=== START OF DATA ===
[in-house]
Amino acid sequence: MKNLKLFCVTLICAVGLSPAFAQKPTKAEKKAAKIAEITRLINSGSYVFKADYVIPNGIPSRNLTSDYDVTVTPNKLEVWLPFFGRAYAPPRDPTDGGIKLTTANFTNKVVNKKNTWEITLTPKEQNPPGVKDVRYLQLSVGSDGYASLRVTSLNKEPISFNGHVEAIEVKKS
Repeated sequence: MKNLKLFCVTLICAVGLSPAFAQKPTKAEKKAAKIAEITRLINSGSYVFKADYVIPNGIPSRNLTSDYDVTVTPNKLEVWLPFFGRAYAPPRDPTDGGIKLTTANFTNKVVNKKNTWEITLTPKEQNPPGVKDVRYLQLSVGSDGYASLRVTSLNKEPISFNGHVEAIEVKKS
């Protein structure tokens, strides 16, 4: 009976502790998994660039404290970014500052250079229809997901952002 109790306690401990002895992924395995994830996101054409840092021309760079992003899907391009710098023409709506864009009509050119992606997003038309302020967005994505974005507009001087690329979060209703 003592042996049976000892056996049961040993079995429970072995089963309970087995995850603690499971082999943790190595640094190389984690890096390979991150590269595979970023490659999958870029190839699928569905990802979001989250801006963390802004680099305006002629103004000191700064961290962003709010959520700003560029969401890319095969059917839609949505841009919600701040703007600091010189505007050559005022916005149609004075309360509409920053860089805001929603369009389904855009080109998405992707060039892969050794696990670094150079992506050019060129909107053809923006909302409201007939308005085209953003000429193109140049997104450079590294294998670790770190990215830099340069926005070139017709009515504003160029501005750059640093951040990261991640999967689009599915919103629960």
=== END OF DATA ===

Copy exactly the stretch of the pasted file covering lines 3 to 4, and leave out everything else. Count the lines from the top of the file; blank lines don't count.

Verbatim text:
Repeated sequence: MKNLKLFCVTLICAVGLSPAFAQKPTKAEKKAAKIAEITRLINSGSYVFKADYVIPNGIPSRNLTSDYDVTVTPNKLEVWLPFFGRAYAPPRDPTDGGIKLTTANFTNKVVNKKNTWEITLTPKEQNPPGVKDVRYLQLSVGSDGYASLRVTSLNKEPISFNGHVEAIEVKKS
């Protein structure tokens, strides 16, 4: 009976502790998994660039404290970014500052250079229809997901952002 109790306690401990002895992924395995994830996101054409840092021309760079992003899907391009710098023409709506864009009509050119992606997003038309302020967005994505974005507009001087690329979060209703 003592042996049976000892056996049961040993079995429970072995089963309970087995995850603690499971082999943790190595640094190389984690890096390979991150590269595979970023490659999958870029190839699928569905990802979001989250801006963390802004680099305006002629103004000191700064961290962003709010959520700003560029969401890319095969059917839609949505841009919600701040703007600091010189505007050559005022916005149609004075309360509409920053860089805001929603369009389904855009080109998405992707060039892969050794696990670094150079992506050019060129909107053809923006909302409201007939308005085209953003000429193109140049997104450079590294294998670790770190990215830099340069926005070139017709009515504003160029501005750059640093951040990261991640999967689009599915919103629960």